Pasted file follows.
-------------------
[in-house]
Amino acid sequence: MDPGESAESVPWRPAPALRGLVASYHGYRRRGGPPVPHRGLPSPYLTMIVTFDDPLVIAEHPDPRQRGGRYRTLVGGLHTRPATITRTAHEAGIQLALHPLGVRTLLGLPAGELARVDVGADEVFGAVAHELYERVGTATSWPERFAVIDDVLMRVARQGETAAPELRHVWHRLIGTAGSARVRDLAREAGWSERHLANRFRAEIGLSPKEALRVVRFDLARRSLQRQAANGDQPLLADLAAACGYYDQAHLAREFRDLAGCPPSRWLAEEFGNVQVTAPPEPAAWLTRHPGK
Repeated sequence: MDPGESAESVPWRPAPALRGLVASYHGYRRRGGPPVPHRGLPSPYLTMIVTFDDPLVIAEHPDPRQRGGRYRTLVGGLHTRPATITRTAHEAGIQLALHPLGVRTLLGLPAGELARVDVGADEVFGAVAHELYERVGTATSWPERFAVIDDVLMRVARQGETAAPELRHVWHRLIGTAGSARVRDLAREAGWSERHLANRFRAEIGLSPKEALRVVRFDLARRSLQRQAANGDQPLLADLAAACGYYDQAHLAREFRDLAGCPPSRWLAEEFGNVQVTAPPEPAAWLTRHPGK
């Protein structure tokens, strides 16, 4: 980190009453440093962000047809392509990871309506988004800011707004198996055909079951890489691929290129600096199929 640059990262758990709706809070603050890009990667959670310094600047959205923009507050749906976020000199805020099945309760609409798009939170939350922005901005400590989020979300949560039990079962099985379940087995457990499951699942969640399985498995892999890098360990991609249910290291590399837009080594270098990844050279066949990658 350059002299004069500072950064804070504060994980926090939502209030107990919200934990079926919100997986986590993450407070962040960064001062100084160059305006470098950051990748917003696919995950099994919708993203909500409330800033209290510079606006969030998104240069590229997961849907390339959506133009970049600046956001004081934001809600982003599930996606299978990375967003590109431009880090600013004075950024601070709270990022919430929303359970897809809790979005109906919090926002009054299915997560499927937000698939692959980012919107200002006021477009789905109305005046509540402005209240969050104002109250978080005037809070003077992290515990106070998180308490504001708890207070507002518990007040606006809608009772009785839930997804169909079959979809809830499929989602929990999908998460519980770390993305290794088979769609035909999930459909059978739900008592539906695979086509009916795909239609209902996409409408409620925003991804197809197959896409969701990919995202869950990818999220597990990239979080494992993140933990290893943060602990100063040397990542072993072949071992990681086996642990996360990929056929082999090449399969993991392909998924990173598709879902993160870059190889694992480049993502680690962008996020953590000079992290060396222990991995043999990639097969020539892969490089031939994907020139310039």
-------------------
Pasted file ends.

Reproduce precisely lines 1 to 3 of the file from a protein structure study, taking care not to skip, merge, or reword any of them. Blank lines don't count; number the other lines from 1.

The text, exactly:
[in-house]
Amino acid sequence: MDPGESAESVPWRPAPALRGLVASYHGYRRRGGPPVPHRGLPSPYLTMIVTFDDPLVIAEHPDPRQRGGRYRTLVGGLHTRPATITRTAHEAGIQLALHPLGVRTLLGLPAGELARVDVGADEVFGAVAHELYERVGTATSWPERFAVIDDVLMRVARQGETAAPELRHVWHRLIGTAGSARVRDLAREAGWSERHLANRFRAEIGLSPKEALRVVRFDLARRSLQRQAANGDQPLLADLAAACGYYDQAHLAREFRDLAGCPPSRWLAEEFGNVQVTAPPEPAAWLTRHPGK
Repeated sequence: MDPGESAESVPWRPAPALRGLVASYHGYRRRGGPPVPHRGLPSPYLTMIVTFDDPLVIAEHPDPRQRGGRYRTLVGGLHTRPATITRTAHEAGIQLALHPLGVRTLLGLPAGELARVDVGADEVFGAVAHELYERVGTATSWPERFAVIDDVLMRVARQGETAAPELRHVWHRLIGTAGSARVRDLAREAGWSERHLANRFRAEIGLSPKEALRVVRFDLARRSLQRQAANGDQPLLADLAAACGYYDQAHLAREFRDLAGCPPSRWLAEEFGNVQVTAPPEPAAWLTRHPGK